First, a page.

Tsuneyo, the lead character (shite) is neither a hero nor a feudal lord; he is merely a warrior of no distinction. However, while he enjoys watching the snow fall, he recalls a poem by Bai Juyi (772-846) included in Wakan rōei-shū (Collection of Japanese and Chinese Poems for Singing, circa 1013). He compares his encounter with the itinerant monk to a poem by Fujiwara no Teika (1162-1241) anthologized in Shin kokin waka-shū (New Collection of Poems, Ancient and Modern). And while cooking millet, he recites an old story in Zhen zhong ji (The World Inside a Pillow), a Chinese novel dating from the Tang dynasty. As such, he is described as an educated man with knowledge of classic literature and understanding of refined sentiments. Tsuneyo’s first line, “Oh, the falling snow is forming a fine blanket” is an important line because it determines the success of the entire play and establishes his character as one who maintains a dignified bearing, even while describing a scene of falling snow. In spite of his poverty, Tsuneyo has managed to enjoy growing trees in pots. As can be seen from the size of the stage prop, during this era, people grew potted trees to be quite large. Indeed, their size speaks to the value placed upon them by Tsuneyo, who spent many years growing them to be so large. Burning such special trees to make a fire to warm his guest shows his spirit of chivalry. Also, Tsuneyo is described as having the spirited determination, in the event of an emergency, to rush to Kamakura faster than anyone else once the call to muster has been issued by the Kamakura Shogunate, even though people may make fun of his shabby armor. Indeed, the expression describing Tsuneyo’s fighting spirit, “iza, Kamakura” (“an emergency in Kamakura”) originates from this play and has become a famous Japanese expression meaning, “in case of emergency.” Thus, Tsuneyo is described as a man of straightforward and strong character.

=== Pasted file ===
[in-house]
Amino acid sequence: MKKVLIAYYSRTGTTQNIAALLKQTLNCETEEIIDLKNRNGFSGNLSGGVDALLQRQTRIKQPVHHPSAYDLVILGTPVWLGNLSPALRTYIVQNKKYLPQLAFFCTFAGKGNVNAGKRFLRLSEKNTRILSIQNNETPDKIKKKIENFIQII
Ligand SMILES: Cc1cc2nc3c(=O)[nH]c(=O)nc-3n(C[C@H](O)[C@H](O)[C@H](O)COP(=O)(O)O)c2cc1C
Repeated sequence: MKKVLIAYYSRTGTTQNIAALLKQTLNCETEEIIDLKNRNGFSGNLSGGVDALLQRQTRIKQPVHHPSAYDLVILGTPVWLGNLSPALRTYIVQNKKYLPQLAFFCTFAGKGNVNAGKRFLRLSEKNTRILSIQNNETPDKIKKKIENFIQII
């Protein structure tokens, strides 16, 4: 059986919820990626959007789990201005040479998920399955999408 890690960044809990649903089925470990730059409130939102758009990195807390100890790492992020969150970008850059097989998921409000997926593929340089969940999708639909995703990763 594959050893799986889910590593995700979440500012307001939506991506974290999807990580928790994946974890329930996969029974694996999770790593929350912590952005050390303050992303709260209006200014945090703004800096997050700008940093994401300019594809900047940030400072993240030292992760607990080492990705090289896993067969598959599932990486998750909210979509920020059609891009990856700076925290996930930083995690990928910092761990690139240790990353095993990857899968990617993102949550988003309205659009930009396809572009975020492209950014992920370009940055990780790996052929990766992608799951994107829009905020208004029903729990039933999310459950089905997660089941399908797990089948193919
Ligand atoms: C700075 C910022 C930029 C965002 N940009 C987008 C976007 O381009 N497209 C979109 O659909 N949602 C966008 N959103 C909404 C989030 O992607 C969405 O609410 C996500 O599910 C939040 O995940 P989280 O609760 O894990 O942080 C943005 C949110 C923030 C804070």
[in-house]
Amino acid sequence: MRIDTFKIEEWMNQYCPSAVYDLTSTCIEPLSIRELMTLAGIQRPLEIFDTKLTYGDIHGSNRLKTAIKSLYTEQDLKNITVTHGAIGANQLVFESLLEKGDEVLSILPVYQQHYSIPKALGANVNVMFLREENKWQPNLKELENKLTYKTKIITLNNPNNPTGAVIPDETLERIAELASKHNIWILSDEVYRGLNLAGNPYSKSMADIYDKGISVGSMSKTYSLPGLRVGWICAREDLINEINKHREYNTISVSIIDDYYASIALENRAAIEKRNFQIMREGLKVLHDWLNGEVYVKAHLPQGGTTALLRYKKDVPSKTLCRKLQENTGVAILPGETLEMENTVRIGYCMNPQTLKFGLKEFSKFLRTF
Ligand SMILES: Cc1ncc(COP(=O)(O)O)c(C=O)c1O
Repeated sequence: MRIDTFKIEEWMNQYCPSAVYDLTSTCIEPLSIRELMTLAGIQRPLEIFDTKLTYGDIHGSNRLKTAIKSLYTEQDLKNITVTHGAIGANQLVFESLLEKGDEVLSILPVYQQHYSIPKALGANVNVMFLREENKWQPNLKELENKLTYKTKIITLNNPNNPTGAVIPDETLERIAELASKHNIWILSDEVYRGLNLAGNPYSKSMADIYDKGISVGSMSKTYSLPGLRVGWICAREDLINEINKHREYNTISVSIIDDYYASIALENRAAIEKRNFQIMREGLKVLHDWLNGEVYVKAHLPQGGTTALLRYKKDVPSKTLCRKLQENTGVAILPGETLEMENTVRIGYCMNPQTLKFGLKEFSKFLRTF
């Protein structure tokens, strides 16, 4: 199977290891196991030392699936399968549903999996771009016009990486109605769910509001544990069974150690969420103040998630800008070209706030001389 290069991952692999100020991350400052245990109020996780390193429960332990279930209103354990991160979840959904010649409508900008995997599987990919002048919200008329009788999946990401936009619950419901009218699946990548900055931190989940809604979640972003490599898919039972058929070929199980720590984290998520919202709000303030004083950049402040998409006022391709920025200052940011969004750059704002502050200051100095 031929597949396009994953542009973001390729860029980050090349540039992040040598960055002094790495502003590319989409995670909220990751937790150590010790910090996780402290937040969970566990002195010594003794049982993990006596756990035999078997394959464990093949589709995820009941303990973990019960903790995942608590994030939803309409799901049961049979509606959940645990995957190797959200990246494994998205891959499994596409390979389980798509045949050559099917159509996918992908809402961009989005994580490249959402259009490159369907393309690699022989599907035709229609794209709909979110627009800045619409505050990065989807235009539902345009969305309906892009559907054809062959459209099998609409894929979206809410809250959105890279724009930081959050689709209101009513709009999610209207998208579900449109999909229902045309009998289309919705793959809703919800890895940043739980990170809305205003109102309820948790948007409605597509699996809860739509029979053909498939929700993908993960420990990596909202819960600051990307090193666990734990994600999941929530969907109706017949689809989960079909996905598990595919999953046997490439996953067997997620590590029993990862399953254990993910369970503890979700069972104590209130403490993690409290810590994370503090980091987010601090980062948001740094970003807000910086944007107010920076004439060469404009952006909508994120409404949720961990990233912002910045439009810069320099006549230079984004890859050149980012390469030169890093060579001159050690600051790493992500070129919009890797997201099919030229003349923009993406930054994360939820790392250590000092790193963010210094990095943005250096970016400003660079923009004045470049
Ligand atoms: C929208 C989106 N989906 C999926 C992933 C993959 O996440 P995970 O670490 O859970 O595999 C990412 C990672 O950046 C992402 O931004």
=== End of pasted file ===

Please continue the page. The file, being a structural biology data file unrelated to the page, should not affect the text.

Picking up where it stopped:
Hōjō Tokiyori (1227-1263), a supporting character (waki), was the fifth regent of the Kamakura Shogunate. He was called Saimyōji-dono (Lord Saimyōji) after he renounced the world and became a Buddhist monk. He is remembered as a politician who gave consideration to the life of commoners, which became the basis of a legend that he disguised his identity and traveled around Japan. Although the veracity of this legend is uncertain, Taiheiki (Chronicle of Great Peace) does describe him traveling through several provinces. Such legends inform the subject of this piece, “Hachinoki.” In this play, Tokiyori is described as a man having two characters: the humbleness of an itinerant monk and the noble bearing and dignity of the most powerful ruler of Japan.

Against the sentimental backdrop of Kōzuke province, covered in a heavy blanket of snow, and Kamakura, bustling with military forces, the dialogue exchanged between attractive characters, such as Tsuneyo’s wife and Nikaidō, develop this moving drama.

STORY PAPER : Hachinoki (Potted Trees)